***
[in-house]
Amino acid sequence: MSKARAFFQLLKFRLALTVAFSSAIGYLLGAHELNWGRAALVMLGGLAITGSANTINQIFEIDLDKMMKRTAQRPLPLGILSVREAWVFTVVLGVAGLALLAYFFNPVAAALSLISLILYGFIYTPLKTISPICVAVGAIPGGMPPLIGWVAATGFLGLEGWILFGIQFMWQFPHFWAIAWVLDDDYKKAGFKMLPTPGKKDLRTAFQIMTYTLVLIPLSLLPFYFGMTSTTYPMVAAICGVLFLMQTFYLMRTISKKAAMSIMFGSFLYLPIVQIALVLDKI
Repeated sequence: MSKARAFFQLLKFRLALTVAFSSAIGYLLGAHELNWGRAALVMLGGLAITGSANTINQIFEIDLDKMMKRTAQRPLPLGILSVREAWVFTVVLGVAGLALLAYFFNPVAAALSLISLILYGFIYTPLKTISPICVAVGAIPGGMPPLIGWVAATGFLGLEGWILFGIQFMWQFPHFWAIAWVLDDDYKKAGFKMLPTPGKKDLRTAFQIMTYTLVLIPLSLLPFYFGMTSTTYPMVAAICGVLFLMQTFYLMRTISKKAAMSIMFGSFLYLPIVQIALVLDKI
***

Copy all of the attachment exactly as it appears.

[in-house]
Amino acid sequence: MSKARAFFQLLKFRLALTVAFSSAIGYLLGAHELNWGRAALVMLGGLAITGSANTINQIFEIDLDKMMKRTAQRPLPLGILSVREAWVFTVVLGVAGLALLAYFFNPVAAALSLISLILYGFIYTPLKTISPICVAVGAIPGGMPPLIGWVAATGFLGLEGWILFGIQFMWQFPHFWAIAWVLDDDYKKAGFKMLPTPGKKDLRTAFQIMTYTLVLIPLSLLPFYFGMTSTTYPMVAAICGVLFLMQTFYLMRTISKKAAMSIMFGSFLYLPIVQIALVLDKI
Repeated sequence: MSKARAFFQLLKFRLALTVAFSSAIGYLLGAHELNWGRAALVMLGGLAITGSANTINQIFEIDLDKMMKRTAQRPLPLGILSVREAWVFTVVLGVAGLALLAYFFNPVAAALSLISLILYGFIYTPLKTISPICVAVGAIPGGMPPLIGWVAATGFLGLEGWILFGIQFMWQFPHFWAIAWVLDDDYKKAGFKMLPTPGKKDLRTAFQIMTYTLVLIPLSLLPFYFGMTSTTYPMVAAICGVLFLMQTFYLMRTISKKAAMSIMFGSFLYLPIVQIALVLDKI